Follain Balancing Cleanser Oil Control

Follain Skin Care

Balancing Cleanser: Oil Control

5.00 fl. oz. for $ 22.00
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Brand Overview

Follain’s Balancing Cleanser is a suitable option for those with combination to oily skin. It has a few minor issues but overall takes good care of oily skin, including oily skin prone to breakouts!

Housed in an opaque, solid-feeling plastic bottle and topped with a pump dispenser (we found one to one and a half pumps sufficient per use), this cleansing gel gets its inky black color from the charcoal powder it contains. Charcoal is non-irritating and works on contact to absorb and hold onto excess oil, allowing it to be washed away. In our experience, we did not find the charcoal stained skin when this cleanser is rinsed thoroughly.

While this does contain sodium C14-16 olefin sulfonate, a cleansing agent that can be drying when used as the primary surfactant, in this case it’s secondary and made gentler by the inclusion of lauromidopropyl betaine, a mild-yet-effective cleanser that produces a soft lather and releases glycerin, which helps offset the harshness of the sulfonate.

This combination is great for oily or combination skin but those with dry skin may experience a tight feeling after use. We’re not downgrading it for this due to Balancing Cleanser being clearly marketed to those with oily skin, but in truth Follain could’ve chosen a gentler secondary surfactant.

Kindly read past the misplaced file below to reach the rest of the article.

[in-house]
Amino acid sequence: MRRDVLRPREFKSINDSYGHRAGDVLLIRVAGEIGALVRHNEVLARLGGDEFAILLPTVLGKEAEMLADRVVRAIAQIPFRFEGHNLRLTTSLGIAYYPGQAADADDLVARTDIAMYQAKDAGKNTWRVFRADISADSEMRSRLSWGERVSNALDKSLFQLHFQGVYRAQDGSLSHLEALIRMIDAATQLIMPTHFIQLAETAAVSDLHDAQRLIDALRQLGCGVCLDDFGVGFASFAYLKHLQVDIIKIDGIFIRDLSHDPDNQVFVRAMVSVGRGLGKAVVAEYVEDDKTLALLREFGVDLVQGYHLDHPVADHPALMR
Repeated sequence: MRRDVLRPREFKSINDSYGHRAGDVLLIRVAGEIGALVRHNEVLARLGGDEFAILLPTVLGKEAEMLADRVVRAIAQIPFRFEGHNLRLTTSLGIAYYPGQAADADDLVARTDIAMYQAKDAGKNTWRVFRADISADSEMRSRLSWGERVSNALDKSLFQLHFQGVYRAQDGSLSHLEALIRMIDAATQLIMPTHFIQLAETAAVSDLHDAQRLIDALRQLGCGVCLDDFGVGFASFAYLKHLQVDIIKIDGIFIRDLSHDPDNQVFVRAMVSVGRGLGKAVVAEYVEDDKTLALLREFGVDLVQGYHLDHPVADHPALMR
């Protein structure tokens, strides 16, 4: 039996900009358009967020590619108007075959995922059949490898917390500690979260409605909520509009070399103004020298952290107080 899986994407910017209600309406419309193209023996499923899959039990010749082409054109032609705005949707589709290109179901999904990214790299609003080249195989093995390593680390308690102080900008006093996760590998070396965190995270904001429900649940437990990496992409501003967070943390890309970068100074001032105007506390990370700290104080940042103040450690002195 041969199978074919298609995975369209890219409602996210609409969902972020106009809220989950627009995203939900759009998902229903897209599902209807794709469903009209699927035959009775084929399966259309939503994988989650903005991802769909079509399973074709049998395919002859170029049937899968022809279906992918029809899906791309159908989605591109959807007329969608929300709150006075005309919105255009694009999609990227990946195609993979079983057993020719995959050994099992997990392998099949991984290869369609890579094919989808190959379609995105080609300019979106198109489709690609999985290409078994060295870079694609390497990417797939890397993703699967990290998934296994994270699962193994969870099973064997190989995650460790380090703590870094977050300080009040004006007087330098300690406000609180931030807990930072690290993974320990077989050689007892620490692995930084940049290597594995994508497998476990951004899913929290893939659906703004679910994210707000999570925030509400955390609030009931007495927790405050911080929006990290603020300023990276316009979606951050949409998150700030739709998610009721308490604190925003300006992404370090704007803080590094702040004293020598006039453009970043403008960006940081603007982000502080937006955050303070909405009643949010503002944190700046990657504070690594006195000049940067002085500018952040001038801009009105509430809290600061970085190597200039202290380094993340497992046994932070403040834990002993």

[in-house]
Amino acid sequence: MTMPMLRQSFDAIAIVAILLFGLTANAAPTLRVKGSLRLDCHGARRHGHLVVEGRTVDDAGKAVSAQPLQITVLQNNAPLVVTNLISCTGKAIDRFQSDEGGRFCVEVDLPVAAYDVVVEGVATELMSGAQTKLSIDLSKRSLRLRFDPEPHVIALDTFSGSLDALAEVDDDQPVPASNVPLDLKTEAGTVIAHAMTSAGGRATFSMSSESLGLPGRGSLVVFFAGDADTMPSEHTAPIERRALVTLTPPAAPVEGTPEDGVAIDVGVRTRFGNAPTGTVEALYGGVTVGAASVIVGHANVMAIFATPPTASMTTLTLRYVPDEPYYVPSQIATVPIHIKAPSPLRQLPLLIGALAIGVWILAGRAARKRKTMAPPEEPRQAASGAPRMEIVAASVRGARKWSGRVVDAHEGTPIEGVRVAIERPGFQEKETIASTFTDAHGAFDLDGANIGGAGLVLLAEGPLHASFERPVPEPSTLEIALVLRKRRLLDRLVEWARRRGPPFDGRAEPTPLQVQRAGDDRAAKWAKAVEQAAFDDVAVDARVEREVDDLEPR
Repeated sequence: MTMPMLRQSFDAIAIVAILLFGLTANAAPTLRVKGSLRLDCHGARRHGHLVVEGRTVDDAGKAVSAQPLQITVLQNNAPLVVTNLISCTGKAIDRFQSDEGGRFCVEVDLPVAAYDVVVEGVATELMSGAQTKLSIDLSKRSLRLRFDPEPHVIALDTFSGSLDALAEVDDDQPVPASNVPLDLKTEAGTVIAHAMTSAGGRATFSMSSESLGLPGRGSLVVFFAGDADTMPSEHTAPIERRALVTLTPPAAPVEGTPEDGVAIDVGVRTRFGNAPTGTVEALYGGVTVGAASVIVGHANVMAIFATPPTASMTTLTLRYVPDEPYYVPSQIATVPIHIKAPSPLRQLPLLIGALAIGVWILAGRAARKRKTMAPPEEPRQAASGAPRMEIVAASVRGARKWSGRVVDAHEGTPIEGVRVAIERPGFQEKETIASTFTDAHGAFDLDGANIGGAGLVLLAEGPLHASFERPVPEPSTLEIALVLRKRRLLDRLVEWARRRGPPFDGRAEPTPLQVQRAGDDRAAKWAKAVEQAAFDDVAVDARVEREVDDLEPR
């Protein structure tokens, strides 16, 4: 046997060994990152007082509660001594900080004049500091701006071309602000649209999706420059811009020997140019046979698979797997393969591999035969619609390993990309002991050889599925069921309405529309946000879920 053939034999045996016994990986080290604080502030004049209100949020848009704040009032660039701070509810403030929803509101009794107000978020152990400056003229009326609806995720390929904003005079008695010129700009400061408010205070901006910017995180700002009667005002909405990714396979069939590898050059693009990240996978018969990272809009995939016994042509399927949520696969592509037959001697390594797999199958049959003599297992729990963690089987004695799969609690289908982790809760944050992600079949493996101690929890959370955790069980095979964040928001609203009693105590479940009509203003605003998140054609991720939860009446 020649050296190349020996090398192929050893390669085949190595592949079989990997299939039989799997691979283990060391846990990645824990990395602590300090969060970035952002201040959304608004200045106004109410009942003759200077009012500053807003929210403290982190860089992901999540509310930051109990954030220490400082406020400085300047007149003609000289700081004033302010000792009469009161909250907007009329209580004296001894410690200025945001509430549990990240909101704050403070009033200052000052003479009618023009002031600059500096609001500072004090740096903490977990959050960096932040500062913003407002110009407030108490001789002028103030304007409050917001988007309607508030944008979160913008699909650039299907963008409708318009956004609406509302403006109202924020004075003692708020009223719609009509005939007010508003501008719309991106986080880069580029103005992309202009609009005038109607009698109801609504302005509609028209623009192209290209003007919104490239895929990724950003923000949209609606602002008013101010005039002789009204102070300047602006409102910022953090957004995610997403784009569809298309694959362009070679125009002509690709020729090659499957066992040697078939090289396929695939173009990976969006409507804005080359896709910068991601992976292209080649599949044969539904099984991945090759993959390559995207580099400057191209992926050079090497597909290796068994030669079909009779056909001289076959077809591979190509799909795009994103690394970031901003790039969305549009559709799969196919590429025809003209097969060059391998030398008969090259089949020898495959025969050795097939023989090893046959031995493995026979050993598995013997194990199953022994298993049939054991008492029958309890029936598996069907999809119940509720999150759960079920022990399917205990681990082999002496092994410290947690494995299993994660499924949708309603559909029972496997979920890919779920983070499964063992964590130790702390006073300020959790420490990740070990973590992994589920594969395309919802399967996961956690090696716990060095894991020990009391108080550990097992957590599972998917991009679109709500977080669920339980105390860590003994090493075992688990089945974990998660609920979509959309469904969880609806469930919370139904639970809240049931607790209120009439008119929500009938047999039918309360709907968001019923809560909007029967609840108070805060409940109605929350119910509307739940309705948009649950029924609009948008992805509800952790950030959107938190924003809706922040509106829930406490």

Balancing Cleanser rinses easily, removes makeup–including most types of eye makeup–and does not leave oily skin or oily areas feeling stripped. Instead, skin looks matte and feels very soft, ready for the next step in your routine.

The only real drawback is that this contains witch hazel and rose waters. Both are used in low amounts (we did not notice a rose scent) and the water form of each poses a notably reduced risk of irritation than the oil or distillate forms do. That’s great news but it also must be said that both ingredients pose a risk if they get in the eyes. So do the cleansing agents, but those are essential ingredients in a product like this; rose water and witch hazel are not.

Going a bit further, rose and witch hazel waters cannot reduce oil or balance skin, and cleanser alone cannot unclog pores as claimed. This is just the first step toward reducing oily skin (by removing the excess from skin’s surface and just inside the pores), not a total solution.

Last, what about using this as a one-minute mask to detox skin? Leaving this on skin for a minute isn’t likely to have a negative effect but charcoal, cleansing agents, and some plant waters cannot pull toxins from skin (see More Info to learn why).